After Moses led God’s People out of Egypt, he became their intermediary to God. He went up on the mountain and returned with God’s word for His people. Jesus changed all that and gave us the opportunity to deal with God directly, to go into His presence, learn His ways, and fellowship with Him.
We aren’t always that comfortable with that. We like the distance that an intermediary provides. Someone studying Jesus movements noted that they tend to start when the leader becomes particularly close to God and they end when the followers substitute the leader for God.
Our current system makes it all about a couple of hours on Sunday. On Sunday mornings we try to provide teaching, worship, and fellowship. We make the followers think that if they made it on Sunday, they’ve done all that needs to be done. It’s just not so.
Teaching – You can get great teaching lots of places. The more a pastor tries to make Sunday morning about teaching the less time there is for worship and fellowship. Group teaching has to be general. It can’t address the individual struggles and questions of each member. In some churches, sermons are pretty much all calls to salvation, lots of milk and little meat. If the sermons are meaty, visitors are often lost. How is a pastor to balance those needs?
Worship – There is little time to really allow significant worship. The “music” times tend to be a performance designed to pep up the crowd and prep them for the sermon. There is woefully little real “presence of God” time. Actually, I think most churches don’t devote enough time to worship. It should be the focus of the Sunday gathering.
Fellowship – Fellowship on Sunday mornings is superficial. A few minutes spent shaking hands and saying “hello.” In the early years of our marriage, we attended Baptist churches. Every Sunday there was “Sunday School” and a worship service. The “Sunday School” allowed for fellowship time with the same “small group” every Sunday. It wasn’t perfect. It was essentially an hour of fellowship and sharing and an hour service. That has evolved in most churches to a two-hour service.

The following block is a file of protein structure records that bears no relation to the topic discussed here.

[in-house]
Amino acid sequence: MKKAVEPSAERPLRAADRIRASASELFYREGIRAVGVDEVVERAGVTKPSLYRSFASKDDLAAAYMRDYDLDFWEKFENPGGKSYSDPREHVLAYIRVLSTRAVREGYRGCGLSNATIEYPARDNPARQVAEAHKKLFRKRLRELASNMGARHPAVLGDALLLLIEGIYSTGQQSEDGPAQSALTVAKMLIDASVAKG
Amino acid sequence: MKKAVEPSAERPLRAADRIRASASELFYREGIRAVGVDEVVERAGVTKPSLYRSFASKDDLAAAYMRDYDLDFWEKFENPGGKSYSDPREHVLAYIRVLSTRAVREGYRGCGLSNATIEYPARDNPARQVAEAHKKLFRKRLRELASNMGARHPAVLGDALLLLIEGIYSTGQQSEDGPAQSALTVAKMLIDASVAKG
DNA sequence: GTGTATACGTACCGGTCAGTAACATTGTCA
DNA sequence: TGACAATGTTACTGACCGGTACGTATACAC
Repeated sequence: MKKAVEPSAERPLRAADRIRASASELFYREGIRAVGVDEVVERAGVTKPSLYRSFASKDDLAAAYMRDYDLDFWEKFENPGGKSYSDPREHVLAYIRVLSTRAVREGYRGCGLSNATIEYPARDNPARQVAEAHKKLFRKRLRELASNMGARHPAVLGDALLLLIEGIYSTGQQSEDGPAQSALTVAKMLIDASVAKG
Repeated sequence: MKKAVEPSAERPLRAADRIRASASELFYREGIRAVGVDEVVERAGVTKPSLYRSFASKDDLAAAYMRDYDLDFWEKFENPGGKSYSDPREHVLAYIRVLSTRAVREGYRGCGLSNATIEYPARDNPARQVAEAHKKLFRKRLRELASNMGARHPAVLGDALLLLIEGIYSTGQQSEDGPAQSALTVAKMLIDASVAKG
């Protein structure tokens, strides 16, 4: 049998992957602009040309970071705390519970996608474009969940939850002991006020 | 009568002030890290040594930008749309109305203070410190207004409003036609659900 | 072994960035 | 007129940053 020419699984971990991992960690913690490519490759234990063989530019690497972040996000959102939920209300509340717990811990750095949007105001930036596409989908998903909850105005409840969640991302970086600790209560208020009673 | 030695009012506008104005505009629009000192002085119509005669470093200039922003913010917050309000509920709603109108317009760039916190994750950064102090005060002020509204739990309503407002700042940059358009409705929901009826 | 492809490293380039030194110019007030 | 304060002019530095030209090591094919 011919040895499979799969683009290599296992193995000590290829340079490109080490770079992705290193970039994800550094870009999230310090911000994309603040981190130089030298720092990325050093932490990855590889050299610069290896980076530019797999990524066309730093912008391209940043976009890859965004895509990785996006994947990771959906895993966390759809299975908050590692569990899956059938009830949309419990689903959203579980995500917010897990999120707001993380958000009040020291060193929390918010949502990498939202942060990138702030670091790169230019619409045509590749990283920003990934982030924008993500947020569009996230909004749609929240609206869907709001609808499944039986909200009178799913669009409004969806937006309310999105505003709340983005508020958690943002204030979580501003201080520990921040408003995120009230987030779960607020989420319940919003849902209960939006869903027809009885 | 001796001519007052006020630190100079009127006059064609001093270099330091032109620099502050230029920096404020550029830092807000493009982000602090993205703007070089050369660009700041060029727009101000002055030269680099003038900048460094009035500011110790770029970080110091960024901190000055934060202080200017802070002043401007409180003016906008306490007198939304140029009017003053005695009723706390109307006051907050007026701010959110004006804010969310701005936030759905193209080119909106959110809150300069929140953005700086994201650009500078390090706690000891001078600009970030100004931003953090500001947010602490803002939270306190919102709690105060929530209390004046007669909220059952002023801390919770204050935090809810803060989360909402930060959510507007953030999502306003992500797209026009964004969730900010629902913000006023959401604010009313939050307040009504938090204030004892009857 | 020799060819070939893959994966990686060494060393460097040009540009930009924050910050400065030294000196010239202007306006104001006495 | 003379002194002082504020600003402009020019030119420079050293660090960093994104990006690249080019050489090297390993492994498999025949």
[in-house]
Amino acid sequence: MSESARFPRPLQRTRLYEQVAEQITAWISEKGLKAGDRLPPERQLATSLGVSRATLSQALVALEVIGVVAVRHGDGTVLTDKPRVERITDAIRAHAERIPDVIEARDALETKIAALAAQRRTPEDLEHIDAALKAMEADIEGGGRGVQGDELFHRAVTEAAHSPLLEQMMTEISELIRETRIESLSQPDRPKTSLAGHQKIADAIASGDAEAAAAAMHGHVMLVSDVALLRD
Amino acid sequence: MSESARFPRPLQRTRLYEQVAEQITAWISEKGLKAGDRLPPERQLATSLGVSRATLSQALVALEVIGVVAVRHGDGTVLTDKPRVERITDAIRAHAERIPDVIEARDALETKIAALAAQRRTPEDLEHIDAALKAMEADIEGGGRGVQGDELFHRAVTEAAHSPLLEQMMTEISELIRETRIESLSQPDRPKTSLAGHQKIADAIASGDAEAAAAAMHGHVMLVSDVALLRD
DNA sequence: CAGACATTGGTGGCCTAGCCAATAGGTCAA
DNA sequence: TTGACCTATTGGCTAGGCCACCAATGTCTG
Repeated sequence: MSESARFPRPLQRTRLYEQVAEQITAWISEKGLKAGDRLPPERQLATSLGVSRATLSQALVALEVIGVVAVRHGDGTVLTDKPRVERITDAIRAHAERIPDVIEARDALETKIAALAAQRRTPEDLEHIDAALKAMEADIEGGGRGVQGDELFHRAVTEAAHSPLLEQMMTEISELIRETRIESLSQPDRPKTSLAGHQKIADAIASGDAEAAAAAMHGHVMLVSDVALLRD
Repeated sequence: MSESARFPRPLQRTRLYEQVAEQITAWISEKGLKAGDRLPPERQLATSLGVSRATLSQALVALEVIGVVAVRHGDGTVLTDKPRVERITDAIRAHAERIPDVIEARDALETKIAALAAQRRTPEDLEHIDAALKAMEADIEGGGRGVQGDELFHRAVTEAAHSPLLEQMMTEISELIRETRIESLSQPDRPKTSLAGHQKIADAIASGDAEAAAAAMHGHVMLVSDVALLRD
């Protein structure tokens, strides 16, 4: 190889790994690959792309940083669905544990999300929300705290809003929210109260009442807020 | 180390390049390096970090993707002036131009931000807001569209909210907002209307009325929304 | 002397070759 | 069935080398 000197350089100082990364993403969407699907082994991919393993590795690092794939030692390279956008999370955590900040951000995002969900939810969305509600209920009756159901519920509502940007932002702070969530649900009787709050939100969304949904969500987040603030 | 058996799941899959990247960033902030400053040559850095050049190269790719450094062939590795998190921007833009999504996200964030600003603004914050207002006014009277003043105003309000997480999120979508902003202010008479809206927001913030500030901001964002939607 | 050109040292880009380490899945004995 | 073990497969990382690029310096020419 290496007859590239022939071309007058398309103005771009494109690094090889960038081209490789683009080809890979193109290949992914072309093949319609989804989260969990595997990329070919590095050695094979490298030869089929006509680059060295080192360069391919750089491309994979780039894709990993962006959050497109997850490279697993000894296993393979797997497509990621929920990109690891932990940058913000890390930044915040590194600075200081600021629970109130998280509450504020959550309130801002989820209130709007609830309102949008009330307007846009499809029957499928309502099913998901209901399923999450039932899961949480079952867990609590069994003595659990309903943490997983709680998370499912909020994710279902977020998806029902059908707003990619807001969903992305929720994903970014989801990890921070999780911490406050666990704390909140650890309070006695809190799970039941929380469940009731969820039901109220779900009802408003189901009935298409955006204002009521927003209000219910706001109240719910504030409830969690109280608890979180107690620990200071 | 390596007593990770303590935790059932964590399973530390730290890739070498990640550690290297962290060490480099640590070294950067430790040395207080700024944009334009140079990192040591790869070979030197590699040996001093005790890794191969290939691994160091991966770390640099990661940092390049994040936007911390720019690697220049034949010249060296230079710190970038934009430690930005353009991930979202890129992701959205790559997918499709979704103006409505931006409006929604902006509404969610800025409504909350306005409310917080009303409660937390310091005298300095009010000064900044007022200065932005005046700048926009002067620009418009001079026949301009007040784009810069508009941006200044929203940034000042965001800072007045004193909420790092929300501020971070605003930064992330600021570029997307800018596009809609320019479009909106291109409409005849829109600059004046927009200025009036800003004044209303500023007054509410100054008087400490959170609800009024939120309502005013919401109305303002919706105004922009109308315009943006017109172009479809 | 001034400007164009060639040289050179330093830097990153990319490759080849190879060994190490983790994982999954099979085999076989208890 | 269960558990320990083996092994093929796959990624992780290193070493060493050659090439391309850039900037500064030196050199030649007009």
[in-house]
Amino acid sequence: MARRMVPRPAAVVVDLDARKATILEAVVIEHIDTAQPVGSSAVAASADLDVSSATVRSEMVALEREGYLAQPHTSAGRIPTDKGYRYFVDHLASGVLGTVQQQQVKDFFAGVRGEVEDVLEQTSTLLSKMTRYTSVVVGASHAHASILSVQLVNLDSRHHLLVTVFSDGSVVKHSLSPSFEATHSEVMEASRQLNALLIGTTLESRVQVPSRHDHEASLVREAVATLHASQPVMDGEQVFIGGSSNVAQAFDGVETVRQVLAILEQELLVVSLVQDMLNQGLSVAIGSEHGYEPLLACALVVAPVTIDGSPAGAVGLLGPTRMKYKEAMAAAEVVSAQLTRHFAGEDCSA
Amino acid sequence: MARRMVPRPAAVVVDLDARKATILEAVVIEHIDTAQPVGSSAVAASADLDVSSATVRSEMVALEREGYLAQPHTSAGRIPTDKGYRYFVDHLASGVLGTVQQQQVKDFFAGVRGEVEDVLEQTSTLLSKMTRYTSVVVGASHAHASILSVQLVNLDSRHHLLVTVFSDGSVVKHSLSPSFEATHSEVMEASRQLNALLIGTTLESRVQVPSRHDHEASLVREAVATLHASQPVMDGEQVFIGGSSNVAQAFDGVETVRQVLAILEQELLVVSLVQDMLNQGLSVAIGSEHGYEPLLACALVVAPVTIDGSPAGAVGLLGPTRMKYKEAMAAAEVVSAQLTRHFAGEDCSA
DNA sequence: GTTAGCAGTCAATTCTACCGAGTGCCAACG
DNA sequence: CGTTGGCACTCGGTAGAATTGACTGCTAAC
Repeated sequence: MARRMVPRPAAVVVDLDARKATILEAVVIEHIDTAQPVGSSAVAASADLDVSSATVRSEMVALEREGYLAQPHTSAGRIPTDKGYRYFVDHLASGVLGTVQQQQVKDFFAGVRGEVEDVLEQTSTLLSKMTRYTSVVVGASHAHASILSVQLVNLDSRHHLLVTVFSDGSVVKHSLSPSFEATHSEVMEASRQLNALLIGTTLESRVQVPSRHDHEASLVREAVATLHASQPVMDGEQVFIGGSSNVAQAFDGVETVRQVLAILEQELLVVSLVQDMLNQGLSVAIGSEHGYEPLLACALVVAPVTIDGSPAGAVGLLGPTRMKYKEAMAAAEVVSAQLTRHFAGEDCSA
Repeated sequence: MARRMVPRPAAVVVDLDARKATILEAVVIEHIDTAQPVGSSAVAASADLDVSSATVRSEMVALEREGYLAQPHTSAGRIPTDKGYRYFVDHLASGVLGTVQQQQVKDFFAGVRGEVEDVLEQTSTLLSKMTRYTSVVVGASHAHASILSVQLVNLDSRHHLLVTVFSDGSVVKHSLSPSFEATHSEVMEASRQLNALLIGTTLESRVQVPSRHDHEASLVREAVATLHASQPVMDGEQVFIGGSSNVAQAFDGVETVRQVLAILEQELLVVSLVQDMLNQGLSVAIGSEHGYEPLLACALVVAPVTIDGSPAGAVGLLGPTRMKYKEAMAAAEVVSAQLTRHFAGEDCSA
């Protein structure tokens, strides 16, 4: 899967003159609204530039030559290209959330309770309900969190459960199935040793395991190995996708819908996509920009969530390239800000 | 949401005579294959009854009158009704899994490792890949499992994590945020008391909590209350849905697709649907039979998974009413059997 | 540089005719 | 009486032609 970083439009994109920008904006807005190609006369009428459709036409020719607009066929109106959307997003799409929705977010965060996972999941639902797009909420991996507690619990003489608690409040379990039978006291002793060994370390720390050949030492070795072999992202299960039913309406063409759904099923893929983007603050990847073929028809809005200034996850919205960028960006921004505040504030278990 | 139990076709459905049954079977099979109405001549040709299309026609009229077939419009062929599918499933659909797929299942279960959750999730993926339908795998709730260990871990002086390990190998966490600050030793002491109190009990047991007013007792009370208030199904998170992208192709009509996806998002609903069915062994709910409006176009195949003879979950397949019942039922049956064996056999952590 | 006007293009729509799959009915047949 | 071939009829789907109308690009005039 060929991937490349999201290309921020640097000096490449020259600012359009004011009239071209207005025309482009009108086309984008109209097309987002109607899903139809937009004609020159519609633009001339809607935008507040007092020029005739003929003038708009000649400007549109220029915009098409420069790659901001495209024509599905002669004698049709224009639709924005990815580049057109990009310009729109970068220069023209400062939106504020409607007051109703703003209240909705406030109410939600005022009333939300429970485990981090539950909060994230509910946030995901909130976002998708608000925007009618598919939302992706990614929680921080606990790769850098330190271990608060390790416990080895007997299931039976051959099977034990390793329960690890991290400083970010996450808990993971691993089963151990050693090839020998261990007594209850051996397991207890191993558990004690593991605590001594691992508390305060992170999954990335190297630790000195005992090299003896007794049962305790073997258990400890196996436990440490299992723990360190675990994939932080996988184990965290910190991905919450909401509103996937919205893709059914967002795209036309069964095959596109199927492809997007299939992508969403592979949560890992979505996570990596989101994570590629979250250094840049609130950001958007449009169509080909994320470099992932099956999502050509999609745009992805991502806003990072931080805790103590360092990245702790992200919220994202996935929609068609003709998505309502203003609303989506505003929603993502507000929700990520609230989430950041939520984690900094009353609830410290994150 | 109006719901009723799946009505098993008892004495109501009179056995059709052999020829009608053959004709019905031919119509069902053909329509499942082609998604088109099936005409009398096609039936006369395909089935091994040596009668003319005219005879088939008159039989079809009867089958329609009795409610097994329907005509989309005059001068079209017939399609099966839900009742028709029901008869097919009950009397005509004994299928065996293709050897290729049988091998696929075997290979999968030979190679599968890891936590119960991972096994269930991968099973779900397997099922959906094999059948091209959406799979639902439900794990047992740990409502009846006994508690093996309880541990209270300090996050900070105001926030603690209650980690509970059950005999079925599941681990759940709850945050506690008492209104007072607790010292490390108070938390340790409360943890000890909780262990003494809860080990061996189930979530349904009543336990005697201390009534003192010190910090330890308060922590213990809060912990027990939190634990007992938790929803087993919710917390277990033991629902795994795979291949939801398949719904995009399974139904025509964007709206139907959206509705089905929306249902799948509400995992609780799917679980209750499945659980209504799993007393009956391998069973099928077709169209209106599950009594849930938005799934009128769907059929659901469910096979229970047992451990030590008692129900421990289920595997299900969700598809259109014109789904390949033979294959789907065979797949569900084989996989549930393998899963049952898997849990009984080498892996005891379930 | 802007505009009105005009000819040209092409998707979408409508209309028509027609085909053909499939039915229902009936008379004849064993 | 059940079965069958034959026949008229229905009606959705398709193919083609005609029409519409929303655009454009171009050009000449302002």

Many pastors see the problem and encourage “small groups.” These can be great but it’s tough to get folks to participate. Pastors fall back on the idea that they still have to provide everything on Sunday mornings for those who aren’t benefitting from the small groups.
I think the root of the problem is reflected in all of our society, an erosion of individual responsibility. On the worldly side, we look to government to solve our problems. In church, we fail to accept responsibility to seek God’s face, learn His word, and fellowship with His people. Pastors can’t be expected to provide all that in an hour or two on Sunday mornings. At best, they are just Moses. They aren’t God. Give your “Moses” a break. Take responsibility for your walk. You were created for fellowship with God; that doesn’t happen third hand. He wants to spend time with you and teach you His ways.